Kate Robinson, whose 100 hectare property, Lemonwood, forms an integral part of the Reserve said “I am thrilled to be part of this, as I firmly believe we have a duty to take care of natural resources for future generations.  This means that no one will be able to come and build 20 cottages in this lovely patch of forest, ever.”  

aerial shots of lemonwood res.

Part of Dargle Farm, owned by Graham and Vicky Griffin, will also be protected.


In 2009, in a bold plan to strengthen the food web, 40 Rock Hyrax (Dassie) were reintroduced into an area that was once home to a thriving population on the Dargle Farm. The Dassie is the most important component of the food web that is missing from parts of the Dargle and as this is strengthened, the Conservancy hopes other rare species will return.  Since then, Graham has introduced two more groups to improve the gene pool and reports that they are often spotted, are settled and breeding.

Photos By Trail Camera

Old Kilgobbin Farm, owned by John and Carl Bronner has areas of grassland and forest and many springs and streams – important source of water for millions of downstream users.

pool in ouhout gorge crop res.

The Booysens of Kilgobbin Cottage were the first to offer regular walks in the Midlands. this programme has now grown to include 12 walks. Barend must be thanked for his commitment over many years hosting those who don’t usually have access to the countryside. The walks serve to inspire everyone to cherish biodiversity and to understand the eco-system services which these areas provide humanity. Visitors relish the opportunity to get up close to some of the special trees, which include: towering Yellowwoods, ancient Lemonwoods and majestic Prunus africana, and to marvel at the ferns and mushrooms on the forest floor.

Kilgobbin forest walk.KAREN EDWARDS RES

Chair of the Dargle Conservancy, Nikki Brighton commented. “In the Dargle we take our role as custodians of an important water catchment and some of the most vulnerable biodiversity in South Africa seriously.” 

What is the Biodiversity Stewardship Programme?  Click here to read about the MCF BSP

View of Inhlosane from waterfall -Barry Downard.RES

A Taste of the Midlands

Yesterday, Wildlands Conservation Trust gathered a group of local environmental NGO’s to meet their American guests.  The group from the Critical Ecosystems Partnership Fund (CEPF) was visiting South Africa to observe the biodiversity stewardship projects they are funding in the Albany-Pondoland-Maputaland Hotspot in action and to meet the people who make this happen.

The Midlands Conservancies Forum was delighted to host the group at The Cairn of Old Kilgobbin in Dargle, knowing that our part of the world is particularly special and certain to impress.  The venue, on a working farm beside the mist-belt forest, was ideal for the occasion.  Dargle Local Living (an initiative of the Dargle Conservancy) took the opportunity to showcase local produce and provided lunch. This ensured that the meal had a very low carbon footprint, appropriate for a gathering of environmentalists.  Everything was grown and produced right in the Dargle Valley – besides the Notties beer.  On such a hot Summer’s day, a couple of additional kilometres were easily forgiven!  Daniel Marnewick and Nick Theron of Birdlife commented that they felt a whole lot better about driving all the way to the Midlands, knowing the low food miles their lunch had produced.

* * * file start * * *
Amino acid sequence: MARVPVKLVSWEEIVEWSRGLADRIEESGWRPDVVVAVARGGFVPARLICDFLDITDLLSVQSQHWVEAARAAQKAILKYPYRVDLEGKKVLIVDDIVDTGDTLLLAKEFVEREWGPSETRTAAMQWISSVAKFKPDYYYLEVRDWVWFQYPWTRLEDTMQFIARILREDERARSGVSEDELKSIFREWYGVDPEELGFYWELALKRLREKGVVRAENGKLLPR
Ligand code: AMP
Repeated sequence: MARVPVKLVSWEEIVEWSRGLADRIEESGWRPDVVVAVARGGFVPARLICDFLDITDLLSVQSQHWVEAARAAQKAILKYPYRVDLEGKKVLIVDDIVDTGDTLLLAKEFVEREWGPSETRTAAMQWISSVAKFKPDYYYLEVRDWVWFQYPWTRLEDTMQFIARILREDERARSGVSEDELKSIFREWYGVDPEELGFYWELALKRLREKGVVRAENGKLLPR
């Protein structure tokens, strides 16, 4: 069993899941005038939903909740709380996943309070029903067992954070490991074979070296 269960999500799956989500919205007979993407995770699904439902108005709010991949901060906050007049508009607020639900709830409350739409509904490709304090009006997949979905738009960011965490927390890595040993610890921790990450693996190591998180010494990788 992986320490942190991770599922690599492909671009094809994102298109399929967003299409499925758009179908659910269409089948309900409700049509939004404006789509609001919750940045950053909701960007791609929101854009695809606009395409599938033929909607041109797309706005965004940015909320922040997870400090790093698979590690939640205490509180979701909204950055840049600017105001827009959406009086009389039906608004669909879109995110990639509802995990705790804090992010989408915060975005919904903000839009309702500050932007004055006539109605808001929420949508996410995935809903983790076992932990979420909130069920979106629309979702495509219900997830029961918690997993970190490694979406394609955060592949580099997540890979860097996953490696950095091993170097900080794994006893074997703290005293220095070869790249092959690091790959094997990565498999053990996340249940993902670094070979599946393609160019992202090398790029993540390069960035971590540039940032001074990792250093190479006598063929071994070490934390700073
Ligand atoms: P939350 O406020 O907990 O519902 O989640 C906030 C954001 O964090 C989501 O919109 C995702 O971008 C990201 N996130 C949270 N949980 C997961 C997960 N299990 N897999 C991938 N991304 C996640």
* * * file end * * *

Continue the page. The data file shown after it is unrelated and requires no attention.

Guests enjoyed homemade lemon cordial and refreshing mint syrup on arrival before settling down to lunch.  The meal consisted of simply prepared vegetables in season – cucumbers, marrows, tomatoes, brinjals, peppers, beans, garlic and potatoes.  Served with local feta and mozzarella cheeses, homemade duck egg mayonnaise, basil pesto, artisan breads, vegan quiche and free range chicken roasted with fresh herbs.

“Delicious” pronounced Patricia Zurita, Executive Director of CEPF.  Peter Thompson added “I was blown away by the amazing lunch. Food like that needs to be savoured very slowly and discussed…”  The table decorations of succulent Hawothia plants were a conversation point too. Dumile Tshingana of Wildlands, explained to curious diners – “they are called umathithibala in Zulu and planted at entrances to discourage unwelcome men and as a protective charm from lightning.”

A few presentations on Midlands Projects followed.  Nikki Brighton introduced the concept of the MCF with glorious photographs of the fauna and flora and scenery of the Midlands (Tanya Smith of EWT was particularly delighted at all the crane photos).  Christina Potgieter represented the Botanical Society, illustrating the important areas they plan to protect under the Biodiversity Stewardship Programme.  Peter Thompson from the Game Rangers Association of SA and Jan Phelan of PAMS talked about the new era in conservation, their training programme and many other ideas.

To escape the afternoon heat, everyone headed for the forest at Kilgobbin Cottage, led by Barend Booysen.  This forest walk is one of the most popular on the Midlands Walks calendar.  Knysna loeries flashed red overhead, Samango monkeys clambered in the tree tops, a tiny bright green spider was spotted and everyone savoured the shade and damp earth under the cool canopy. Ren Ito of the World Bank, couldn’t believe his luck. “I have only just moved to this post in environmental matters. I used to spend my time at airforce bases in war zones and inspecting nuclear sites.  This has been wonderful. I am so glad that I finally came back to the real earth, and very much enjoyed joining you all today.”

A cup of tea was just what was needed as the afternoon shadows grew.  Served with delectable chocolate brownies, thick jersey cream (and fresh Cape Gooseberries for Kevin McCann, which Russell Frandsen from CEPF tasted for the first time) – delicious. We thanked CEPF for spending time getting to know our projects and Patricia Zurita thanked everyone for the work they do with such enthusiasm and passion on behalf of the planet.